I've got a lot of stuff in storage right now, and I needed to go dig something out. My storage place is right next to a Sonic Drive-in, so I figured I'd grab some lunch before "excavating" for my toaster oven...
The first thing that grabbed me today was something I think would be very much at home on some of the threads over at Cassandra's place:
A marriage is like a tree; sometimes it is in bud; sometimes in blossom; sometimes in leaf, sometimes in fruit, and then; sometimes the leaves will all fall off and it will look dead, but if you keep on cultivating the roots, always cultivating the roots, it will come alive again. (p. 261)
Not too much after that, Ruth Ellen relates the story of a young lieutenant and a lady friend who came to see Mrs. Patton during the Patton's last time in Hawaii. Seems the young lady had gotten thrown out of her family's home after "getting into trouble (remember, this was the 1930s). The woman who "helped" the young lady through the birth of her child up the baby up for adoption and introduced her to a man who "promised her a good job in San Francisco" (p. 266), and the poor girl ended up in a whore house in Honolulu. The young lieutenant met her shortly after her arrival and "fell in love with her, bought her time-book from the Madam who was a well-known and respected figure in Honolulu [ed. - prostitution was regulated and legal there at that time; remember that Hawaii was not yet a state], and intended to marry her. (p. 266)" He wanted Mrs. Patton to "check her out" and hoped for a "seal of approval" from Mrs. Patton (p. 266). Mrs. Patton did approve. Apparently, the lieutenant later became a lieutenant general in the Air Force, and he and the lady (who "was an asset to him" [p. 267]) had a successful marriage and four children.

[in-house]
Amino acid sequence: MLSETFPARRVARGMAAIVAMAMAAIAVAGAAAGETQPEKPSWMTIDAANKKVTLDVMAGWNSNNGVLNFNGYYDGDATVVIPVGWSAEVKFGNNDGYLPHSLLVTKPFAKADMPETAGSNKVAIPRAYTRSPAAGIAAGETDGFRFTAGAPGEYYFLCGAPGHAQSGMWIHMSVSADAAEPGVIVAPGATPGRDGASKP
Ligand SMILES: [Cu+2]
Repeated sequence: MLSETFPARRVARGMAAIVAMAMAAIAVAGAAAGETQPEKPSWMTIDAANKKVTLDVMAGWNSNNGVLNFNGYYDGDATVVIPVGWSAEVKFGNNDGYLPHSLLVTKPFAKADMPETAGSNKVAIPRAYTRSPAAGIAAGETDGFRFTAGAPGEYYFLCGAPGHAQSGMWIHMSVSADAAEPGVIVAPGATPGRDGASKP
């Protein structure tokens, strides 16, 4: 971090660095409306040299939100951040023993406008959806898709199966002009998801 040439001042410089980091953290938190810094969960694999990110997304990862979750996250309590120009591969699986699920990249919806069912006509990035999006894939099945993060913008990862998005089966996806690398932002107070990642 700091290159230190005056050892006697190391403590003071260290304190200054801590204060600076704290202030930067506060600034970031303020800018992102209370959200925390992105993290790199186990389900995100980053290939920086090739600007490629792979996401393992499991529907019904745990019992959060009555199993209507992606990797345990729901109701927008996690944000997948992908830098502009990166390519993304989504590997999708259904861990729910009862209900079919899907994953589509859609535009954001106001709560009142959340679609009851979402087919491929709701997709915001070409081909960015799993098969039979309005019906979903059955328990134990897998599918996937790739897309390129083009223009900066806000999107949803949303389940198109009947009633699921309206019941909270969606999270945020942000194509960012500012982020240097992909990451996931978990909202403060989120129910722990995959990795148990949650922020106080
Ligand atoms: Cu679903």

Mrs. Patton, being a concerned mother, worried about the virtue of her two girls remaining intact. Ruth Ellen's recollections of the lessons:
Ma had told us from as long as I can remember that a woman's only truly personal possessions are her reputation and her virginity; you inherit your maiden name from your father; your husband trusts you with his family name when you marry; but your virginity is yours and yours alone to give to whom you choose, and if you give it away for nothing you get nothing in return. She said that virginity was a physical fact and that chastity was a spiritual virginity and it was to be handled with equal care. After Bee [ed. - the Pattons' eldest daughter] and I resented being different we started to glory in it, and keeping ourselves for Prince Charming in his golden cloak was very real. (p. 267)
If more mothers would teach this to their daughter today, and if those daughters would take those lessons to heart, I think certain things would be so much better today than they are...